My 35th Anniversary: Precious Place & Unfailing Commitment
by Jesse Wolf Hardin
The start of a New Year is always as good a time as any to look back at what we’ve been doing, to get a feel of the direction our road ahead leads us. January, 2015, provides additional motivation, marking as it does the anniversary of my marriage to this wild land.
It was 35 years ago that I closed the odd Taos art gallery that I was a youthful partner in, and gave up the work of awing (whether inspiring or unsettling) the mostly wealthy Texan buyers in exchange for an artful life in a true New Mexico wilderness. Situated in the far north of the state, eclectic Taos community and culture provided a special milieu for the development of this artist/author/activist, yet I was unable to resist the call from the spectral mountain ranges of the Gila, far to the south and near to Old Mexico.
So great was the beckoning, the intoxication, that I would crazily move away from the source of my artist’s income, away from an aesthetic and alternative community, to a place with far more elk than people, and with those people mostly being ranchers and renegades with little use for an artist’s talent.
At first I imagined it was all about me, my needs, and the path I was on. I had certainly come for my own salvation and empowerment, for the ways of the ancients and the new sources of inspiration that my spirit and work craved, and it in these ways this move served me well. It was not long, however, before I began to realize the degree to which I, instead, had been called to serve the land.
The price I paid to come here, and stay here, was certainly high enough, including: The sale of my vehicles, and even the engine out of the school bus home I lived in, in order to cover the down payment, and then years with no way to get to the nearest town and store except to walk. Fifteen years of burdensome land payments that I had a hell of a time making enough money to cover, having to be away from home months at a time working not as an artist or teacher but as an adobe brick maker, a bodyguard, a hunting guide, and a traveling rock n’ roll drummer. The loss of the family I arrived with, and being tucked so far away from the children I made. I doubt I could have persevered in this canyon if it had only been for the sake of my personal refuge, adventure, enjoyment, or inspiration. But for the chance to fulfill a calling, for the opportunity to protect and nourish and restore such a special wild place, no price is too high, no terrible cost too great for me to bear.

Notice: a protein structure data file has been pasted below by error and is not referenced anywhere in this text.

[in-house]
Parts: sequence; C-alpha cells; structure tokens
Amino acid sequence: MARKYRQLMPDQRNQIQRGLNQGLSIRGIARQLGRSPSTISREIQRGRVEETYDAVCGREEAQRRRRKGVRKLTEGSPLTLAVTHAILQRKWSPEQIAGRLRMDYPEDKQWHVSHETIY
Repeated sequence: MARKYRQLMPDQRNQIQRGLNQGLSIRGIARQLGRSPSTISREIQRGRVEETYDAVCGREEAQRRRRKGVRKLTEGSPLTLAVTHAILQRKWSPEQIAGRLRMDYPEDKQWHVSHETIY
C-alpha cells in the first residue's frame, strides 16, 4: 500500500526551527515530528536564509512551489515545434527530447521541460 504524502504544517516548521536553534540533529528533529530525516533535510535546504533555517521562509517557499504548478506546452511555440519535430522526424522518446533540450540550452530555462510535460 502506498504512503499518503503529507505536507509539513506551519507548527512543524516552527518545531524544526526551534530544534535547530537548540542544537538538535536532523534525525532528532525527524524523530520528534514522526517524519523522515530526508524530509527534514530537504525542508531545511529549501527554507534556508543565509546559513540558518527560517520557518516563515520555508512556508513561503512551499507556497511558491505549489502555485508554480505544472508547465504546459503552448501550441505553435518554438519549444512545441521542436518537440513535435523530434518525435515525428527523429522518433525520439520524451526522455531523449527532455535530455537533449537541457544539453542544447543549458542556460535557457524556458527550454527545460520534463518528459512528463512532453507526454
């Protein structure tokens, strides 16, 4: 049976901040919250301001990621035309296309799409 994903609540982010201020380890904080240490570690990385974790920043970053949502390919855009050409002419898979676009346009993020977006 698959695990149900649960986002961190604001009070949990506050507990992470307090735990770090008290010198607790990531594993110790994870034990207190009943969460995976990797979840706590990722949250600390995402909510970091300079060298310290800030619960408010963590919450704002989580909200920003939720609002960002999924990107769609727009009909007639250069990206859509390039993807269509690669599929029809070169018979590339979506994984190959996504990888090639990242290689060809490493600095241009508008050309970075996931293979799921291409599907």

So often, the sale of property marks the moment its natural landscape is flattened for building sites, its native fauna and flora replaced with manicured pets and manicured lawns, but in this case it proved to be private ownership that made possible a halting of the harm it was suffering, made possible the reintroduction of a native plant species and return of its diverse wildlife.
For over a decade, I regularly left this sanctuary as part of a mission to promote nature awareness and environmental ethos and activism, combining informational and motivational talks with live music and dance, supporting local campaigns to protect forest or fauna, participating in essential protest and sometimes civil disobedience.
Thousands of hours of campaign work and outreach, public demonstrations and blockades, times of getting abused by corporate thugs, handcuffed and maced, and yet few of our activist successes proved as long lasting as – or any more significant than – the preservation and rewilding of Anima Sanctuary and the river canyon it guards the gates of. Ancient redwood trees I risked my freedom to save were subsequently cut, but the sanctuary still stands, more whole than ever, more vital, enlivened, thriving. One of the most valuable thing I have done with my life, and it required staying put, learning to be native to the land, protecting it against trespass and damage, giving as much or more as one is given, and refusing to give up. My final tour was close to 70 shows and 35 protests in 1991, choosing to affect the world through the then “new” internet technology while closely tending the sanctuary.